I Failed As a Professional Baseball Player And Now Have To Fight Otherworldly Creatures With Nothing But a Baseball Bat
He squeezed her cold hand, trying to imbue even the slightest bit of warmth into the miniature fingers of the unconscious girl before him.
Bentley had always hated hospitals. There had rarely been a moment in his life where he wasn’t making regular visits to one. The nurses had always told him that eventually he would get used to them, though he now realized these were just the overly optimistic musings of people trying to comfort a boy with a dying mother.
The pale skin of the young girl on the bed beside him unearthed these long buried memories of his mother. A Spanish philosopher once said that, “Those who cannot remember the past are condemned to repeat it.” Bentley couldn’t help but give credit to the weight that statement held, as much as he wished it held none. He took out a worn brush from the pocket of his coat and began to carefully brush the long black hair of this Sleeping Beauty. He brushed and brushed until the hair looked more like a silk curtain hanging down from her head. Bentley realized that the perfect hair just made her look more doll-like and he wished he had stopped a few brushes earlier. What he wanted wasn’t some flawless porcelain figure, what he wanted was his little sister back.
A knock at the door let Bentley know that the nurses were coming in to run their daily tests.
“I think I’m going out, I’ll be back in a bit,” Bentley said to the nurse he was most familiar with, an older woman with gentle features and a name-tag reading ‘Nurse Hawthorne’.
“Of course, we’ll keep an eye on her,” she said with the warmth of an old friend despite not peeling her eyes from the bedside echocardiogram. Bentley nodded and stood up, his legs creaking like old floorboards after hours in the uncomfortable hospital chair. He moved some of the thin black hair from his sister’s face and gave her forehead a brief kiss.
“I’ll be right back May,” he whispered into his younger sister’s unflinching ear. He wasn’t sure whether she could hear it or not, but had been told by Nurse Hawthorne that in certain cases people in his sister’s condition were able to make out voices, despite being seemingly dead to the world around them. He hoped that was true, otherwise he would’ve read all of the books in the Magic Wizard series to her for nothing.
It was drizzling outside but Bentley didn’t particularly care. After all, the peaceful melody of the raindrops felt much better atop his head than the blinding hospital lights did. He made his way over to a covered bus stop across the street from the hospital and took a seat. This bus stop was a favorite workplace of Bentley’s. It was an incredibly run-down old thing. The bench was rusted beyond repair and looked like a tetanus patient’s worst nightmare. The otherwise perfectly paved city sidewalk tapered off into a cracked, weed-ridden mess in front of the bus stop before returning to pristine conditions as soon as it had passed. It looked as if the whole city had been built around it, leaving this hobbled bus stop as a reminder of a much less prosperous time.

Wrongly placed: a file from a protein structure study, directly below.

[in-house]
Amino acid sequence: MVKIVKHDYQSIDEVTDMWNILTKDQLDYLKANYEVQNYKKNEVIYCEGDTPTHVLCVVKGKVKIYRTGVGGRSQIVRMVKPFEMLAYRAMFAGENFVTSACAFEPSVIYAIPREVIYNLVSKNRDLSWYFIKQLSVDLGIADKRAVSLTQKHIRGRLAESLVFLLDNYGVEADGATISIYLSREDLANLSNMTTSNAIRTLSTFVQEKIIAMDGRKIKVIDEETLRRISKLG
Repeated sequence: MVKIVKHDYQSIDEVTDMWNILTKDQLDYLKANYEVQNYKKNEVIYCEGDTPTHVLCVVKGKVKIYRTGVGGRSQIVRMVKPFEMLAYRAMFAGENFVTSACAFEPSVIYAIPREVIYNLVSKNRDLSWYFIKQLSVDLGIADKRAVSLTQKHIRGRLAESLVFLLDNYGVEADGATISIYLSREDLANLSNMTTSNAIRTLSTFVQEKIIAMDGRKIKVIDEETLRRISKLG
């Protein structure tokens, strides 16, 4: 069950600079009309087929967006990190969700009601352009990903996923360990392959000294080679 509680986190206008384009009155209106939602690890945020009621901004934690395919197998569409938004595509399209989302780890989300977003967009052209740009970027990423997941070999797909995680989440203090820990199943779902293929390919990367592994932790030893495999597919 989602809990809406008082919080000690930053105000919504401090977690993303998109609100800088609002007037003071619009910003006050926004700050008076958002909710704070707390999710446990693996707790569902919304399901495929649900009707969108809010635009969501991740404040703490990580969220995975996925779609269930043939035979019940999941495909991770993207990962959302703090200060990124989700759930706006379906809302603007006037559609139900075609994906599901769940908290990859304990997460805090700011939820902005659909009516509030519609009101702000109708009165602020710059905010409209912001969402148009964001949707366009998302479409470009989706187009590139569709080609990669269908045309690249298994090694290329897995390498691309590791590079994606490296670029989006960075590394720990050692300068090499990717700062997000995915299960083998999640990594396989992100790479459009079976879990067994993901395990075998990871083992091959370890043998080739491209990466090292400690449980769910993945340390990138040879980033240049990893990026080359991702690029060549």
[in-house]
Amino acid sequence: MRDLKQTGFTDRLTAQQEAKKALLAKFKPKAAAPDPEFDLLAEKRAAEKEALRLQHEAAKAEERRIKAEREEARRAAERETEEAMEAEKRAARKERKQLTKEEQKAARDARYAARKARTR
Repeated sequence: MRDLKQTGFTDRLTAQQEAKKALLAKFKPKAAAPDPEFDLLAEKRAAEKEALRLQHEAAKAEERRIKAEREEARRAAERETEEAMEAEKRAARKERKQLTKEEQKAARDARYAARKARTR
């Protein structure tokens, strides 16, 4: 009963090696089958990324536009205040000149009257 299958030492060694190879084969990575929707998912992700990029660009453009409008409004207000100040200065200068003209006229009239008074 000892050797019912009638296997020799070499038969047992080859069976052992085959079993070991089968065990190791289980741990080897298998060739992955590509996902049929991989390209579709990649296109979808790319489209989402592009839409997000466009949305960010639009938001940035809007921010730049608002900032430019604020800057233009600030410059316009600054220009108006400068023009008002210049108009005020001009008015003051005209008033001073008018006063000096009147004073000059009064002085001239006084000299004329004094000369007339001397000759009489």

"I wouldn’t be surprised if this ended up being a gateway to another world," Bentley thought, "albeit a much dirtier world". The plastic awning that shaded the bench was always plastered with printed ads, leaving not an inch of space on it to breathe, making it look more like an art student’s papier-mâché project than something built by the city. Many of the ads were typical, guitar lessons, language classes, flight school, the usual gamut. A large portion of them however were plain white pieces of paper with big block lettering reading:
THE END OF THE WORLD IS NIGH.
This notion, strangely enough, made Bentley feel even more comfortable sitting at that bus stop. He didn’t want the world to end, but at least then he wouldn’t have to sit around having his heart torn to shreds as his sister became less and less likely to wake up with each passing day, the delicate girl being tormented by the same exact disease that took his mother. Bentley immediately regretted the thought.